The 3 Immutable Laws of Content Curation

A recent parody post by George Snell III on his blog High Talk got me thinking about the etiquette of online curating. In the post, “The Greatest Most Accurate Predictions About Social Media Ever Made”, he included a section on content curation:

                Content curators are forced to share revenue with the actual content creators

  • Supreme Court laughs like hyenas after hearing the argument that “curation is an art form”
  • Curation officially made a synonym of “thievery”
  • Ariana Huffington breaks down weeping on “The View”

Snell’s snarky comments about content curators struck a chord with me as I would consider myself a content curator on Twitter. Many of us mine links and stories from social media to pass on to our followers. But it can be a Catch 22 of sorts. There are a number of curators on Twitter that have a habit of “stealing without citing”, something that not only is ethically wrong, but is blatantly obvious to many.

I have a feeling this is what is irking Snell—the number of people on social media (and digital media) who make a living or build a reputation on the backs of others. There’s always a bit of disappointment that wells up within you when you see something on social media that you know started with you, but the tweeter makes it look like their own. But such is the media, folks. I always believe that what goes around comes around—it will bite them in the end. Or not.

Curators might do well to consider three immutable laws. To me, these are the behaviors of leaders. There are always excuses not to follow them, but if you truly want to be respected in the space, “think on these things.”

  1. Cite the source. If you saw the link or idea in someone else’s Twitter feed, Facebook post, or blog, give them credit. I’ve talked to people that think this is just a pain in the behind given the constraint of 140 characters. But smart tweeters know how to do it within the limitations. I think of Jason Falls as a great example of a succinct tweeter. If a citation puts you over the 120 characters you are aiming for to get the RT, then so be it. I guarantee that citing the source will lift you up in the eyes of the social media community. Nobody really believes you are finding all that material on your own anyway. Maybe use one less hashtag?
  2. Occasionally RT instead of repurpose. Some think that a retweet is lazy. After all, it’s just a click of the mouse. You don’t have to repurpose a tweet to make it your own. I’m not talking about adding a comment at the front of a RT—that’s why many people leave 20 or more characters of room in tweets. But honestly, if you see a tweet from someone that you know your followers would like, just retweet occasionally. Don’t make a habit of repurposing tweets to make them look like you were the originator of the information.
  3. Use the same rules on every platform. If you blog and use somebody’s thoughts, cite them. The highest form of dap is to include a link back to the article you got the information from. If you’re on Facebook, you have no excuse not to cite—many more characters to use. No matter where you use other people’s material, cite it. And don’t forget photos–something I need to remember.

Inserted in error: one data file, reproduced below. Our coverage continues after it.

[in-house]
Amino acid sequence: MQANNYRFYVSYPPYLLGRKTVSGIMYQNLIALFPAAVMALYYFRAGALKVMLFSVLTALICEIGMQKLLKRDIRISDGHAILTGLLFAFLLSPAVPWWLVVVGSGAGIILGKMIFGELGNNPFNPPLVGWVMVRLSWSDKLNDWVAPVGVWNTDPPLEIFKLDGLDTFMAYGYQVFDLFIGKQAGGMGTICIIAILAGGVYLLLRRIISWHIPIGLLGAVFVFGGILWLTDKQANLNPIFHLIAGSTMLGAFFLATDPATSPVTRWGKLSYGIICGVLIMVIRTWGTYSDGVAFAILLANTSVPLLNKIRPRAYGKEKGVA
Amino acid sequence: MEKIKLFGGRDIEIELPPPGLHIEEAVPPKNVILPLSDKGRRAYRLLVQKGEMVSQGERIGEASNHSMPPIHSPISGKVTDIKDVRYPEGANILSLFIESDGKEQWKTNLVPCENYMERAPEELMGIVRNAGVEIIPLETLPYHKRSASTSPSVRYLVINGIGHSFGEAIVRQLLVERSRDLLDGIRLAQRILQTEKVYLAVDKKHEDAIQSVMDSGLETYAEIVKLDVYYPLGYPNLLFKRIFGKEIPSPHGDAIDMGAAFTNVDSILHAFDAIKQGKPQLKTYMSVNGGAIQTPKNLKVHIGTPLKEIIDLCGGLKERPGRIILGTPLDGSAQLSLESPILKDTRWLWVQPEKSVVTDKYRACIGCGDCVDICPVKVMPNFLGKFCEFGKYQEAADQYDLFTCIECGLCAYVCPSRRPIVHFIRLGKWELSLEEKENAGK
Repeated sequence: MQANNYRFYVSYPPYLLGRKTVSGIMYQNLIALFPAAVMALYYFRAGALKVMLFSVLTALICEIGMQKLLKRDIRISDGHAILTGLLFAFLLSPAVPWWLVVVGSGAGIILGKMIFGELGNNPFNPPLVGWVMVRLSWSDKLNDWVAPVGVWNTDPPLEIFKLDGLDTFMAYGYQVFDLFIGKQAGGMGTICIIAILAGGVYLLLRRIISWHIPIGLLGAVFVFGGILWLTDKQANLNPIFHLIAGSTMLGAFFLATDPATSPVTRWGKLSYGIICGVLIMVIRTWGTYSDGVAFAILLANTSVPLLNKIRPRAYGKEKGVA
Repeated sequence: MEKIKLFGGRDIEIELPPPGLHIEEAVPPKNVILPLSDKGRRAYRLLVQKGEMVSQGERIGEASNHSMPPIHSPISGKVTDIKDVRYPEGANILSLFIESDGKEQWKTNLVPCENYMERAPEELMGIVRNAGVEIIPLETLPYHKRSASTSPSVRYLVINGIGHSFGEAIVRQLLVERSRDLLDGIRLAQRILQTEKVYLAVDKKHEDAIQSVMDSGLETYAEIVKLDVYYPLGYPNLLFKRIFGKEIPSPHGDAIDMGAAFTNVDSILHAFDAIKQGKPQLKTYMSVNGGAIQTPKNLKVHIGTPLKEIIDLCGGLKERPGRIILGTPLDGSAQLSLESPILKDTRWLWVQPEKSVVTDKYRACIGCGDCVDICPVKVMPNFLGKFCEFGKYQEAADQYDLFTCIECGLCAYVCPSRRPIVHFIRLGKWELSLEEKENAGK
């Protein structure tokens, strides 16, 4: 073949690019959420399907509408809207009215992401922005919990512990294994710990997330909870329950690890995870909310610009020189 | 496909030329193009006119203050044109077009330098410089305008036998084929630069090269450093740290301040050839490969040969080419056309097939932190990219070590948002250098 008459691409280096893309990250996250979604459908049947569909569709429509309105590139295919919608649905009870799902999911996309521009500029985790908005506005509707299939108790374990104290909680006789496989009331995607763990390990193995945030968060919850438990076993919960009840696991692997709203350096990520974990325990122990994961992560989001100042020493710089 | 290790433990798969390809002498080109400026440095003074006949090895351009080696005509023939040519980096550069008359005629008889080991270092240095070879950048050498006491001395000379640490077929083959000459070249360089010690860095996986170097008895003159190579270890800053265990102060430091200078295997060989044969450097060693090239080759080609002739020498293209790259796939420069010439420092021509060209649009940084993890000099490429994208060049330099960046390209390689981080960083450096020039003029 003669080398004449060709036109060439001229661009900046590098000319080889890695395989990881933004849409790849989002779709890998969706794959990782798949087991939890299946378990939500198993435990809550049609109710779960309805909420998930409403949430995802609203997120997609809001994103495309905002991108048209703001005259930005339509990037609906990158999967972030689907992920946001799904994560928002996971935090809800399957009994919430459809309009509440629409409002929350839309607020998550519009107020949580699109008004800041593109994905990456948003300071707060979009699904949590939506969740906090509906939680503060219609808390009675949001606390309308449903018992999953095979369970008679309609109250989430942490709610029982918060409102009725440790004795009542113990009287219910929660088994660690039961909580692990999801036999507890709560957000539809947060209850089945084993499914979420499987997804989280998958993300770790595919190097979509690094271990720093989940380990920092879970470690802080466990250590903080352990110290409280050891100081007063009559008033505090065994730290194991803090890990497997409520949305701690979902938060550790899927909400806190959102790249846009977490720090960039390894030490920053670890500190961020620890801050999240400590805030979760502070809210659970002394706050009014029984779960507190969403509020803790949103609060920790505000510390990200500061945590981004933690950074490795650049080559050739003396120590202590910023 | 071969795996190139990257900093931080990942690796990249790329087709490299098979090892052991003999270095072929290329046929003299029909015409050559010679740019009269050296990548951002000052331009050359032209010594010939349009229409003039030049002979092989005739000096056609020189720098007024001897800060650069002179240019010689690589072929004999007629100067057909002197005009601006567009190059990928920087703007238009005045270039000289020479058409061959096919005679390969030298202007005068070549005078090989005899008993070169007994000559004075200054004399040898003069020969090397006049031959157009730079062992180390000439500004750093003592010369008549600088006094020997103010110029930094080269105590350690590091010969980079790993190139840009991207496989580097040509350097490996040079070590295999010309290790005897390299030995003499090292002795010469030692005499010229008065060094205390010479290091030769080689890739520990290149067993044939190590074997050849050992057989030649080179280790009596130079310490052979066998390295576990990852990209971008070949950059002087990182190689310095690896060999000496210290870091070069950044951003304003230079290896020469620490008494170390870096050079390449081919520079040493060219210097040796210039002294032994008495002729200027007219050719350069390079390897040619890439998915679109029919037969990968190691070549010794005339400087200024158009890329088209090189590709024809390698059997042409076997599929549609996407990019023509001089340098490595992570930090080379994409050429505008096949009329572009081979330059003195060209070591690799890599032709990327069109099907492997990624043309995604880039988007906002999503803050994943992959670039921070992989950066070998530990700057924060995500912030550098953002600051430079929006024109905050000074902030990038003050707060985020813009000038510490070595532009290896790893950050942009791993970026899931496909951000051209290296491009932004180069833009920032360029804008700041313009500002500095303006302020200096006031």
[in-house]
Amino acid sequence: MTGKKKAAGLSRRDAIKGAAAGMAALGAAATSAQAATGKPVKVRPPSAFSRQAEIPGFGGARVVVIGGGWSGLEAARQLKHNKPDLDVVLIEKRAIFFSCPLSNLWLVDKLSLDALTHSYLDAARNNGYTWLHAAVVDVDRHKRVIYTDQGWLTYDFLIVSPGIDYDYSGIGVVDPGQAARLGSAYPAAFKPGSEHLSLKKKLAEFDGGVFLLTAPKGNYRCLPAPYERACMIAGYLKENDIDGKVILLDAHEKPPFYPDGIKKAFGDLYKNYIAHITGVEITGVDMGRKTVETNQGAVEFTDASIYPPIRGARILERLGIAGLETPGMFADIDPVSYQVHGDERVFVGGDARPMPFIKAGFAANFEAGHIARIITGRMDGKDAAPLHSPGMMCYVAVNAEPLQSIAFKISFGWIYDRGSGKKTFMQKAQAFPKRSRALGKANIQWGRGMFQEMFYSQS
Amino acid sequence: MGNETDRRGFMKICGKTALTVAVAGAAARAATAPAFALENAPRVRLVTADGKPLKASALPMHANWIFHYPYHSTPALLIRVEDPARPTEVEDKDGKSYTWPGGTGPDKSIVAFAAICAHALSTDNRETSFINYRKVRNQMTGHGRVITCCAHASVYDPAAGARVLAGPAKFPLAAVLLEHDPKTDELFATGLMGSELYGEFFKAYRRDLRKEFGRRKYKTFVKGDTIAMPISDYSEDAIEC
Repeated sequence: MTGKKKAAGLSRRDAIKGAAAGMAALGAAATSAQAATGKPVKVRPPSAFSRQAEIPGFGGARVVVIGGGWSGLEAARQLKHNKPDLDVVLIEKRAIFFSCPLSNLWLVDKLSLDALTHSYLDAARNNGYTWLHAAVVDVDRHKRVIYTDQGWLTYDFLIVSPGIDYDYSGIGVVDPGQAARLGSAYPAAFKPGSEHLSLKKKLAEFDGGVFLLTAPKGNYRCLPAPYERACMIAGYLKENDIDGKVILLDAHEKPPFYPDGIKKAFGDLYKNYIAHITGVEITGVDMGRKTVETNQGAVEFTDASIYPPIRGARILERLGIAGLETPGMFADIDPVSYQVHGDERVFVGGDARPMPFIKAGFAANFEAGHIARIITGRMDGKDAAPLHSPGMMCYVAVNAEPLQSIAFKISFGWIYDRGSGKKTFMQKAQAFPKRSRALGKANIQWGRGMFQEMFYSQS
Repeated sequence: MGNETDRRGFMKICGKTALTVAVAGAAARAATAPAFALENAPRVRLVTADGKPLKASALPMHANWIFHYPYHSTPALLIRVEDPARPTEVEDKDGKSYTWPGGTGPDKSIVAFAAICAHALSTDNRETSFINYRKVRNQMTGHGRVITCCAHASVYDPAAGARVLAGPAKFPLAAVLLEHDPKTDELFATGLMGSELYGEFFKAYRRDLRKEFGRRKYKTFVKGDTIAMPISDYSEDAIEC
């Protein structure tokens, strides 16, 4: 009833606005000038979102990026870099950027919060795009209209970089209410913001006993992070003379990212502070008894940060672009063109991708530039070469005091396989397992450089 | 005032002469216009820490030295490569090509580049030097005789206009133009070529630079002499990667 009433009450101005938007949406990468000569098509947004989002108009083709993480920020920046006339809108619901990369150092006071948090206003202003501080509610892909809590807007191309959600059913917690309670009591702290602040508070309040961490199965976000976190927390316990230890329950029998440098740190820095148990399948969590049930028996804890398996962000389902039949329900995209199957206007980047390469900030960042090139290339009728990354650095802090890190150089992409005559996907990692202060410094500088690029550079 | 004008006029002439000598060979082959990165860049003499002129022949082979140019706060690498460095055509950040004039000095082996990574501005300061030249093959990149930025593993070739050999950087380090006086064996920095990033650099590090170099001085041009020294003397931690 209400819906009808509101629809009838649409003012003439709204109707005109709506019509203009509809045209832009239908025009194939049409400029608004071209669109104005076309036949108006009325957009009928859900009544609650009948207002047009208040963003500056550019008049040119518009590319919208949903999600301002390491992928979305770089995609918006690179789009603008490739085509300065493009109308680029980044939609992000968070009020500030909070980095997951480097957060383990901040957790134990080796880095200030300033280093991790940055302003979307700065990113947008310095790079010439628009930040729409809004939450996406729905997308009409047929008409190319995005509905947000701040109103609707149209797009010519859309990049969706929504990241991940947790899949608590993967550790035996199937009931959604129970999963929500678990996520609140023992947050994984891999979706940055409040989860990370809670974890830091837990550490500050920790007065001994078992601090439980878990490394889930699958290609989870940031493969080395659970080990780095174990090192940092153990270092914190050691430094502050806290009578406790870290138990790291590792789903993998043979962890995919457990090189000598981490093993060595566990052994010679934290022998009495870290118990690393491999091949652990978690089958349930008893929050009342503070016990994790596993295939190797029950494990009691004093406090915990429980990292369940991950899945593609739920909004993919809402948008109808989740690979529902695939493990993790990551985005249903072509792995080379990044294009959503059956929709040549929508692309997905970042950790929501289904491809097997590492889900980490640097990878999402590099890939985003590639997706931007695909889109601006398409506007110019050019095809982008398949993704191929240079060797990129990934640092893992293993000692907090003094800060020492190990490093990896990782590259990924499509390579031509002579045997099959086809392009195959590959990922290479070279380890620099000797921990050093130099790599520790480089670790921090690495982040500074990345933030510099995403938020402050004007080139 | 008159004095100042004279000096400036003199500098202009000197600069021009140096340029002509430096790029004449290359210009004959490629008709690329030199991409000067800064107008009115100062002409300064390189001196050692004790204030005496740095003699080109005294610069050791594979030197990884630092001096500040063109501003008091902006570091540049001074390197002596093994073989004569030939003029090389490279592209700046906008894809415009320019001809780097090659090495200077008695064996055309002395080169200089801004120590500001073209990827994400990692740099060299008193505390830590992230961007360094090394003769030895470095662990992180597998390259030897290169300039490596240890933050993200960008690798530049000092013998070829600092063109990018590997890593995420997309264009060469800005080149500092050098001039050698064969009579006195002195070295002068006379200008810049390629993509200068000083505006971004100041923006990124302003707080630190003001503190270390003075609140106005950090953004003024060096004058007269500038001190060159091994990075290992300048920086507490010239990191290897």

I know many of you may be rolling your eyes. That’s okay. Within a sector, I know we’re mostly reading the same blogs, following the same people, and mining the same information. But adding value to others is the highest form of reputation-building. Use it to your advantage. What are your thoughts? Start a conversation in the comments.

cartoon from

  • Pingback: The 3 Immutable Laws of Content Curation – My Website / Blog()

  • Thanks, Chris. Count me among the old-inked stained wretches now on the digital side.

  • cksyme

    Thanks for commenting, George. I read your writing with great interest and respect. Also, thanks for the links. My problem with Twitter (and it’s a minor one) is that some there are stealing content to make it look like their own As an old school journalist, I guess I was always taught to cite the source, not pretend I was the source. New media, new rules–or no rules.

  • Hi Chris:
    Actually, have no problems with tweeters. Twitter is an excellent platform for sending traffic to the original source of a piece of content. It entices, provides the headline, and the interested have no choice, but to follow the link to the original source for the full experience. This is how content curation is supposed to work.

    My problem with content curators is more along the lines of the Huffington Post model: Where the original work is rewritten to such an extent that it is unnecessary to click on the link to the original source material (even if it is provided) because the entire piece of content has been provided. And when “content curators” are selling ads on their sites around content they have “curated” – I’ve got a problem with that.

    BTW – I see you’re affiliated with AllTop (as am I), but they are one of the guilty ones.

    Thanks for posting my parody link. I’ve explored this issue in greater detail (and with less sarcasm) in other posts:

  • Pingback: The 3 Immutable Laws of Content Curation - Curation News and Tips from Curation Traffic()